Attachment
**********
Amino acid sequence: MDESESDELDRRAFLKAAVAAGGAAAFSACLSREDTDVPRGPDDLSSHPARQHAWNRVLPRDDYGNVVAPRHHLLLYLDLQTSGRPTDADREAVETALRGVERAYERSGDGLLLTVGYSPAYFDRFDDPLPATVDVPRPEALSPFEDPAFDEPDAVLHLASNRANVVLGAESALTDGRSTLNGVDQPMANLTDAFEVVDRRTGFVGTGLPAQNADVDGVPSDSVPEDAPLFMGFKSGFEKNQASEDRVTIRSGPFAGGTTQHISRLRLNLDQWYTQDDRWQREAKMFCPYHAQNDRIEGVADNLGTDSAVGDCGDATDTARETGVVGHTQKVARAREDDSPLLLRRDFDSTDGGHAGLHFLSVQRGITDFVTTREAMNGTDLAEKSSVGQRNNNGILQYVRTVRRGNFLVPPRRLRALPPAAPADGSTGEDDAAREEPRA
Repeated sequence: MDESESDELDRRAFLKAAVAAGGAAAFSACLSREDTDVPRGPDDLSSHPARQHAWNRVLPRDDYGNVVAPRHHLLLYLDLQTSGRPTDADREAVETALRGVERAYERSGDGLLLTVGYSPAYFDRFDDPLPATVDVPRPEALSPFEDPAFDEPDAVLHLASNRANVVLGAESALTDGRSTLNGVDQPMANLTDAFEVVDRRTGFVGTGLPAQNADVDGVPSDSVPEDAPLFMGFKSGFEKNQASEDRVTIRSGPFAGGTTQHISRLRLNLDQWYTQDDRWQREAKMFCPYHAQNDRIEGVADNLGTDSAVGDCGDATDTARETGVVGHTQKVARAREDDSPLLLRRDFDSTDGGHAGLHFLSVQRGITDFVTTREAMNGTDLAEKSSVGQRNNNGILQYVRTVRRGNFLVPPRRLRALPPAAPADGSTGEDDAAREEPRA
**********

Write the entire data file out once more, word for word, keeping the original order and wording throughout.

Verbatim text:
Amino acid sequence: MDESESDELDRRAFLKAAVAAGGAAAFSACLSREDTDVPRGPDDLSSHPARQHAWNRVLPRDDYGNVVAPRHHLLLYLDLQTSGRPTDADREAVETALRGVERAYERSGDGLLLTVGYSPAYFDRFDDPLPATVDVPRPEALSPFEDPAFDEPDAVLHLASNRANVVLGAESALTDGRSTLNGVDQPMANLTDAFEVVDRRTGFVGTGLPAQNADVDGVPSDSVPEDAPLFMGFKSGFEKNQASEDRVTIRSGPFAGGTTQHISRLRLNLDQWYTQDDRWQREAKMFCPYHAQNDRIEGVADNLGTDSAVGDCGDATDTARETGVVGHTQKVARAREDDSPLLLRRDFDSTDGGHAGLHFLSVQRGITDFVTTREAMNGTDLAEKSSVGQRNNNGILQYVRTVRRGNFLVPPRRLRALPPAAPADGSTGEDDAAREEPRA
Repeated sequence: MDESESDELDRRAFLKAAVAAGGAAAFSACLSREDTDVPRGPDDLSSHPARQHAWNRVLPRDDYGNVVAPRHHLLLYLDLQTSGRPTDADREAVETALRGVERAYERSGDGLLLTVGYSPAYFDRFDDPLPATVDVPRPEALSPFEDPAFDEPDAVLHLASNRANVVLGAESALTDGRSTLNGVDQPMANLTDAFEVVDRRTGFVGTGLPAQNADVDGVPSDSVPEDAPLFMGFKSGFEKNQASEDRVTIRSGPFAGGTTQHISRLRLNLDQWYTQDDRWQREAKMFCPYHAQNDRIEGVADNLGTDSAVGDCGDATDTARETGVVGHTQKVARAREDDSPLLLRRDFDSTDGGHAGLHFLSVQRGITDFVTTREAMNGTDLAEKSSVGQRNNNGILQYVRTVRRGNFLVPPRRLRALPPAAPADGSTGEDDAAREEPRA